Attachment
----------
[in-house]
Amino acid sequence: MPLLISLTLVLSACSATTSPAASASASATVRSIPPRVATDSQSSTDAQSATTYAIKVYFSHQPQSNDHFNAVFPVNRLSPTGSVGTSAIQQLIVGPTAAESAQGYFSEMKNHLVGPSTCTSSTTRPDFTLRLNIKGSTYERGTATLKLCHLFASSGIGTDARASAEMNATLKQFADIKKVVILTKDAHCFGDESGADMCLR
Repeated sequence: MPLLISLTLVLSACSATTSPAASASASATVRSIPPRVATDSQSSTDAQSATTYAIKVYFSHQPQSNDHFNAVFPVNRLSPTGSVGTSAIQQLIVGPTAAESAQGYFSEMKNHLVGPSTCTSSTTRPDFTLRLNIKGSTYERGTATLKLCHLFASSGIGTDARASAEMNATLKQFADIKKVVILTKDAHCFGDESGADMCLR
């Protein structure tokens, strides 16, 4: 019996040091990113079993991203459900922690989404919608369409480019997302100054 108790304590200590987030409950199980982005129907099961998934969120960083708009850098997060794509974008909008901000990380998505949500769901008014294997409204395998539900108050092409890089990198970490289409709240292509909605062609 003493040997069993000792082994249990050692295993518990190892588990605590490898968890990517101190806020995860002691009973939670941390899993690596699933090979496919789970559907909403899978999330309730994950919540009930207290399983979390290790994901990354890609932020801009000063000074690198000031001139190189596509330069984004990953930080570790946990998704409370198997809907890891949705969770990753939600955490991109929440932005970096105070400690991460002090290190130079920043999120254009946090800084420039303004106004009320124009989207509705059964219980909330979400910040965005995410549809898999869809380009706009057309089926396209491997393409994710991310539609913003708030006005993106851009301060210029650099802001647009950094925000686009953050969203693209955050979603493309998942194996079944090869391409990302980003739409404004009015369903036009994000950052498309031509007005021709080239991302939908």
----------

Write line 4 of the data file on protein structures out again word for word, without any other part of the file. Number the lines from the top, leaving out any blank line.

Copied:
């Protein structure tokens, strides 16, 4: 019996040091990113079993991203459900922690989404919608369409480019997302100054 108790304590200590987030409950199980982005129907099961998934969120960083708009850098997060794509974008909008901000990380998505949500769901008014294997409204395998539900108050092409890089990198970490289409709240292509909605062609 003493040997069993000792082994249990050692295993518990190892588990605590490898968890990517101190806020995860002691009973939670941390899993690596699933090979496919789970559907909403899978999330309730994950919540009930207290399983979390290790994901990354890609932020801009000063000074690198000031001139190189596509330069984004990953930080570790946990998704409370198997809907890891949705969770990753939600955490991109929440932005970096105070400690991460002090290190130079920043999120254009946090800084420039303004106004009320124009989207509705059964219980909330979400910040965005995410549809898999869809380009706009057309089926396209491997393409994710991310539609913003708030006005993106851009301060210029650099802001647009950094925000686009953050969203693209955050979603493309998942194996079944090869391409990302980003739409404004009015369903036009994000950052498309031509007005021709080239991302939908």